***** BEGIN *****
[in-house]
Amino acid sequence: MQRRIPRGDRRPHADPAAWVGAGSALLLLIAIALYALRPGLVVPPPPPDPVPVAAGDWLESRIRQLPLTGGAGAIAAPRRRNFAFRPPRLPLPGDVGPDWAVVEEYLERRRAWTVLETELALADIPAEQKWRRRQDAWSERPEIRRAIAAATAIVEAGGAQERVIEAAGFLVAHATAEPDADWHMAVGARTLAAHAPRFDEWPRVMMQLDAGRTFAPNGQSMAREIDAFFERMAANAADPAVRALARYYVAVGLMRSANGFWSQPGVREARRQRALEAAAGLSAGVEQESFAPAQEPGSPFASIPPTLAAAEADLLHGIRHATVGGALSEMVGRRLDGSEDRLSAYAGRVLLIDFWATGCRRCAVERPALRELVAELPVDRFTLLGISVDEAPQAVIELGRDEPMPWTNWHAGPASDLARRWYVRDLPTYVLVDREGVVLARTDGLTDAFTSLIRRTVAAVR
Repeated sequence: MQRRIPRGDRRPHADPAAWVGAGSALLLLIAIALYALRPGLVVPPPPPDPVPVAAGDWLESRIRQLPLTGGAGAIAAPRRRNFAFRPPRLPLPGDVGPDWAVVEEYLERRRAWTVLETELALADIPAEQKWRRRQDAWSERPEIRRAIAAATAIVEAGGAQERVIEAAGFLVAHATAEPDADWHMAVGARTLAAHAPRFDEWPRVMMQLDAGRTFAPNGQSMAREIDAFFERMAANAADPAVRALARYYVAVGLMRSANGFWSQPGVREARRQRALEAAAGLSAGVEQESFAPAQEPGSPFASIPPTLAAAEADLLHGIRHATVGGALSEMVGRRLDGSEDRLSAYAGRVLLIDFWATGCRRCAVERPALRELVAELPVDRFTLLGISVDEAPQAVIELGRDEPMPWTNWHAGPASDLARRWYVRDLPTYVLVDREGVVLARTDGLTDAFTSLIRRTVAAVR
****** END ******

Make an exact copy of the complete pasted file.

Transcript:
[in-house]
Amino acid sequence: MQRRIPRGDRRPHADPAAWVGAGSALLLLIAIALYALRPGLVVPPPPPDPVPVAAGDWLESRIRQLPLTGGAGAIAAPRRRNFAFRPPRLPLPGDVGPDWAVVEEYLERRRAWTVLETELALADIPAEQKWRRRQDAWSERPEIRRAIAAATAIVEAGGAQERVIEAAGFLVAHATAEPDADWHMAVGARTLAAHAPRFDEWPRVMMQLDAGRTFAPNGQSMAREIDAFFERMAANAADPAVRALARYYVAVGLMRSANGFWSQPGVREARRQRALEAAAGLSAGVEQESFAPAQEPGSPFASIPPTLAAAEADLLHGIRHATVGGALSEMVGRRLDGSEDRLSAYAGRVLLIDFWATGCRRCAVERPALRELVAELPVDRFTLLGISVDEAPQAVIELGRDEPMPWTNWHAGPASDLARRWYVRDLPTYVLVDREGVVLARTDGLTDAFTSLIRRTVAAVR
Repeated sequence: MQRRIPRGDRRPHADPAAWVGAGSALLLLIAIALYALRPGLVVPPPPPDPVPVAAGDWLESRIRQLPLTGGAGAIAAPRRRNFAFRPPRLPLPGDVGPDWAVVEEYLERRRAWTVLETELALADIPAEQKWRRRQDAWSERPEIRRAIAAATAIVEAGGAQERVIEAAGFLVAHATAEPDADWHMAVGARTLAAHAPRFDEWPRVMMQLDAGRTFAPNGQSMAREIDAFFERMAANAADPAVRALARYYVAVGLMRSANGFWSQPGVREARRQRALEAAAGLSAGVEQESFAPAQEPGSPFASIPPTLAAAEADLLHGIRHATVGGALSEMVGRRLDGSEDRLSAYAGRVLLIDFWATGCRRCAVERPALRELVAELPVDRFTLLGISVDEAPQAVIELGRDEPMPWTNWHAGPASDLARRWYVRDLPTYVLVDREGVVLARTDGLTDAFTSLIRRTVAAVR